Muhlenberg Receives $100,000 Opioid Prevention in Higher Education GrantThe funds will be used to train students to train members of the Lehigh Valley community to administer the lifesaving drug Narcan.
By: Meghan Kita Friday, January 17, 2020 08:37 AM
Assistant Professor and Director of Public Health Chrysan Cronin and Kevan Shah ’22 participate in a grant signing with Pennsylvania Department of Drug and Alcohol Programs Secretary Jennifer Smith. Photos by Kristi Morris, Littlewing Photography
Last week, Pennsylvania Governor Tom Wolf announced that Muhlenberg would be one of 13 higher education institutions in the state receiving an Opioid Prevention in Higher Education grant from the Department of Drug and Alcohol Programs. The $100,000 grant—the largest amount awarded to any single institution—will support a program in which Muhlenberg students learn to train members of the Lehigh Valley community to administer Narcan, a nasal spray that can save the life of a person who has overdosed on opioids. Assistant Professor and Director of Public Health Chrysan Cronin and Kevan Shah ’22 applied for the grant together last fall.
Cronin reached out to Shah last winter break after reading about the work he’d done prior to coming to Muhlenberg, as a contributor to a report about opioid addiction in his home state of New Jersey. “I thought, ‘This student needs to be working with me,’” Cronin says.
Shah, who has since declared as a public health and neuroscience major, received a grant from the College to conduct opioid research with Cronin as his advisor last summer. The data he found indicated that programs that increase access to Narcan do reduce opioid overdose deaths, but those programs don’t always offer training on how to administer it.
“With that in mind, I founded a nonprofit, End Overdose Together, that recruits, trains and mobilizes students to host workshops in the community to ensure that individuals are aware, able and ready to administer Narcan when confronted with an opioid overdose,” Shah says.
In the fall, he held a pilot training to teach members of Muhlenberg EMS and the Peer Health Advocates at Muhlenberg (PHAM) to train others to use Narcan. Meanwhile, Lehigh County Administrator Layne Turner—whom Shah had met with before to discuss the area’s opioid crisis—contacted him to let him know Pennsylvania was making opioid prevention grant money available. A quick turnaround was required, since the application deadline was in less than two weeks. Shah wrote the grant proposal and Cronin checked it.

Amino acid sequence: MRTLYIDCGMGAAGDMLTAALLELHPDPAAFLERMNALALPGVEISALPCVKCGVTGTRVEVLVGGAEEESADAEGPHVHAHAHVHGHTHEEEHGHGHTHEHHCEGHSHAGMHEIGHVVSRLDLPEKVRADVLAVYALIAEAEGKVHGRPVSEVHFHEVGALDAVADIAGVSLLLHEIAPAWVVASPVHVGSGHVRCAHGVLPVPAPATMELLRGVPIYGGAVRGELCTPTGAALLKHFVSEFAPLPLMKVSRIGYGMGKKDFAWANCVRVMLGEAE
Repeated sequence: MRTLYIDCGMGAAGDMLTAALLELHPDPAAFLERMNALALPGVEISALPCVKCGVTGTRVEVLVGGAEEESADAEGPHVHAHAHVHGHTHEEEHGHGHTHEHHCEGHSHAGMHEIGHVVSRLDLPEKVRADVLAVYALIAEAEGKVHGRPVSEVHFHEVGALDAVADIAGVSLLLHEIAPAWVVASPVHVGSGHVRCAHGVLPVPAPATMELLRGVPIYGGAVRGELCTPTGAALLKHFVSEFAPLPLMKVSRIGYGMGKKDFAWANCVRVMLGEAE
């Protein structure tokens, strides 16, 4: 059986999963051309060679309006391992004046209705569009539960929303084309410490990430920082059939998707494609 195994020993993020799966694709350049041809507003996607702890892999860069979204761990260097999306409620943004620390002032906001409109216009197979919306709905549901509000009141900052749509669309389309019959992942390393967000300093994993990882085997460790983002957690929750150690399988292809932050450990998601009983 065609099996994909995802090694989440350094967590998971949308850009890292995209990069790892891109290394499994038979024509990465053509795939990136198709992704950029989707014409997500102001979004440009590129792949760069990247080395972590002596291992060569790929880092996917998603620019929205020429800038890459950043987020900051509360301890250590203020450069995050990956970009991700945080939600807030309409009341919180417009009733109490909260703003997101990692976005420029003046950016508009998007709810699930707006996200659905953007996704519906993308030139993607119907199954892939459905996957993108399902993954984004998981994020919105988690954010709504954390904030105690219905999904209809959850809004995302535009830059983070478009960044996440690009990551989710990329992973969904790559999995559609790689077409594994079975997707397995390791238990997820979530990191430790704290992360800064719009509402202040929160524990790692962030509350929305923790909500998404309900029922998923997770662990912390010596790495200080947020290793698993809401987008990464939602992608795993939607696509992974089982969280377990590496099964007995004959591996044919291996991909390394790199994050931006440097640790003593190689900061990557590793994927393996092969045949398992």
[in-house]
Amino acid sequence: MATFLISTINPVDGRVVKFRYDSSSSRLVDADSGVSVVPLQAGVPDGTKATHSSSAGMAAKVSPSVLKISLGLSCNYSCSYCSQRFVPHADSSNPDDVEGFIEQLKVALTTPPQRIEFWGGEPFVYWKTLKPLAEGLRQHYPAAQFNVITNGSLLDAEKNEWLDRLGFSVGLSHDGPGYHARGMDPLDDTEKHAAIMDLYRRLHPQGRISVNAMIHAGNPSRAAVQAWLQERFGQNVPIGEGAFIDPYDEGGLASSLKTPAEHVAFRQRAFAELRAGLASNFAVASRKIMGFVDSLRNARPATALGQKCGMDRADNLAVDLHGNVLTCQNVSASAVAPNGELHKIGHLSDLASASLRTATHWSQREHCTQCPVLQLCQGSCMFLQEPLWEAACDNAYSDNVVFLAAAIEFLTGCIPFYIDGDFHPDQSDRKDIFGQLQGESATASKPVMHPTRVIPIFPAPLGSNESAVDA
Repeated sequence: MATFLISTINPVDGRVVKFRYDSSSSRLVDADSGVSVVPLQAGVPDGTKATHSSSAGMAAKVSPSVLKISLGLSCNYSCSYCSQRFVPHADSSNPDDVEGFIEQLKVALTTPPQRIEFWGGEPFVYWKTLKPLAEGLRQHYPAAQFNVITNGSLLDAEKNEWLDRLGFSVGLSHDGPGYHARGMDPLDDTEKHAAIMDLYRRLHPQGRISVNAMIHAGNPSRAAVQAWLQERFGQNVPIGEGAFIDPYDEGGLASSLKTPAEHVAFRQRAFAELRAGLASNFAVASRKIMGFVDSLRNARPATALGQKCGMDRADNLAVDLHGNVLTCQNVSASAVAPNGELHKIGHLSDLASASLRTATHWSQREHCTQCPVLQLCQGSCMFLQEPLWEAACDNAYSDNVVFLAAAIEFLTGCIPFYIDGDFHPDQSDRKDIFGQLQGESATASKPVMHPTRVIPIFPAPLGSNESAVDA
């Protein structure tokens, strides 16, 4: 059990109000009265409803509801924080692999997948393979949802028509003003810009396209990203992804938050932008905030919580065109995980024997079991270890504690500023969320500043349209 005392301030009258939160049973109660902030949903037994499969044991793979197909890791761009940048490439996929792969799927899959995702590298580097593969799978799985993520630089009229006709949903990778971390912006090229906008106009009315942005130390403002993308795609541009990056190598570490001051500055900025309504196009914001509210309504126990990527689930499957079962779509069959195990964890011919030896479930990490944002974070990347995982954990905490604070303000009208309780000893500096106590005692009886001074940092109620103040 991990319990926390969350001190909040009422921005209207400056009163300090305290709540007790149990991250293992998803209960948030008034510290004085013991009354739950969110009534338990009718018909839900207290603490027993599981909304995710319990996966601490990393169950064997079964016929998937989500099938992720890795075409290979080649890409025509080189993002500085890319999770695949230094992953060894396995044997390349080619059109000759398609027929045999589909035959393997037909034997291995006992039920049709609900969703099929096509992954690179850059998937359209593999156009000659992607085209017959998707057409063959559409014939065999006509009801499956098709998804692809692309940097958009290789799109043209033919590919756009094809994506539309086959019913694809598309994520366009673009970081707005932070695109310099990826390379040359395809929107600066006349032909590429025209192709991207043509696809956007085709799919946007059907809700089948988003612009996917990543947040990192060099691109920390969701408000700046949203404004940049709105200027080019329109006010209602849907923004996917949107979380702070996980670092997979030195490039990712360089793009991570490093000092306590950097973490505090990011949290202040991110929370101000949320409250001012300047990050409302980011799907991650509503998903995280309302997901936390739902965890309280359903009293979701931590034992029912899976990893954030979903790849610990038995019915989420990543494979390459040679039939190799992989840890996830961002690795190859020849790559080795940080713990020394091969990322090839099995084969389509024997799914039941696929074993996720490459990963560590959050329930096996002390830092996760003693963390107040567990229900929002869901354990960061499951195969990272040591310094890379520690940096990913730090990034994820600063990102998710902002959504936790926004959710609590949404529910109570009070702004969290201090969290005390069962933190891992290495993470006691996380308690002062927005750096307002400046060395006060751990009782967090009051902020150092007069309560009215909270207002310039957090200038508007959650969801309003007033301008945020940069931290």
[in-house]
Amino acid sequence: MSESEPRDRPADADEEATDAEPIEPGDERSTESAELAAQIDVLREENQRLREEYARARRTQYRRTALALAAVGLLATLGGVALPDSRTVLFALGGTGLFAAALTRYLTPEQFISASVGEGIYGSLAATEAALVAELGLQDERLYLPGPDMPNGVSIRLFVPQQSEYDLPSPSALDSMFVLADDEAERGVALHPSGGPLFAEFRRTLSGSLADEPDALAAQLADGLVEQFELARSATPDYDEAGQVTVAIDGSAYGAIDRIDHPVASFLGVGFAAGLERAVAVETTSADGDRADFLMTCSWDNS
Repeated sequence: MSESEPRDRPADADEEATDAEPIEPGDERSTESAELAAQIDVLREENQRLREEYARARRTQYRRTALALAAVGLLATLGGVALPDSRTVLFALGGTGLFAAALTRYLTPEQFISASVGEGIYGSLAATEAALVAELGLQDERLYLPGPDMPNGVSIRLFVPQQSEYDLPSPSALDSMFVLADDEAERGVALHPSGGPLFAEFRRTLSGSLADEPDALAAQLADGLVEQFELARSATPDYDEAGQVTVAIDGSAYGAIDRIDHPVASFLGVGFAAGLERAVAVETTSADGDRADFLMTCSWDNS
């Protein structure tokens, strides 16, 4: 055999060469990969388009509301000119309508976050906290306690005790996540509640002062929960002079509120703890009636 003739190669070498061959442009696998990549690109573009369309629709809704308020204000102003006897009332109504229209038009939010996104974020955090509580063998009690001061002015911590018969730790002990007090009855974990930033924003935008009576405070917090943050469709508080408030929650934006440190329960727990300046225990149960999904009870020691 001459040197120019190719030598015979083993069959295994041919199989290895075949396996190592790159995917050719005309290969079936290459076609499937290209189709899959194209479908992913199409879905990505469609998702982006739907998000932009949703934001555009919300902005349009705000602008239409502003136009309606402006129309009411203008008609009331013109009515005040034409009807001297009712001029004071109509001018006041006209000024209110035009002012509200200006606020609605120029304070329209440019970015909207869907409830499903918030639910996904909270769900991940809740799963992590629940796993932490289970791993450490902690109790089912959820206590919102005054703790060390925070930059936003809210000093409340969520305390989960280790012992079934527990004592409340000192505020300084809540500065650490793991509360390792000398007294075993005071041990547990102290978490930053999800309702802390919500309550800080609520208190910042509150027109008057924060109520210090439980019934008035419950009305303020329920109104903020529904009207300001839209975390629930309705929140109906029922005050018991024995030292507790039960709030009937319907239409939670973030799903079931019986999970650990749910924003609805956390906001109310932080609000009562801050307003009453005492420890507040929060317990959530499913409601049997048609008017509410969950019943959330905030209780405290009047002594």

“The experience not only taught me how to write a grant proposal but, in a larger sense, how to translate my deep-seated desire to serve others into a compelling narrative to secure the support needed to do so at scale,” Shah says.
This spring, Cronin, Shah and three other public health students (Rashida Haye ’20, Meray Faragalla ’20 and Brynn Cardonick ’21) will act as the program’s staff. The first steps, ongoing now, are to recruit about 50 Muhlenberg students to be trained to train others (they will be paid hourly, as well as for their travel) and to connect with area facilities (such as libraries, small police departments and local firehouses) with personnel who might benefit from Narcan training. By the beginning of March, trained students will begin conducting workshops at those locations and providing them with Narcan—the grant covers 1,000 doses.
Shah and Cronin announced the grant to the community and the media at an event on Thursday, January 16.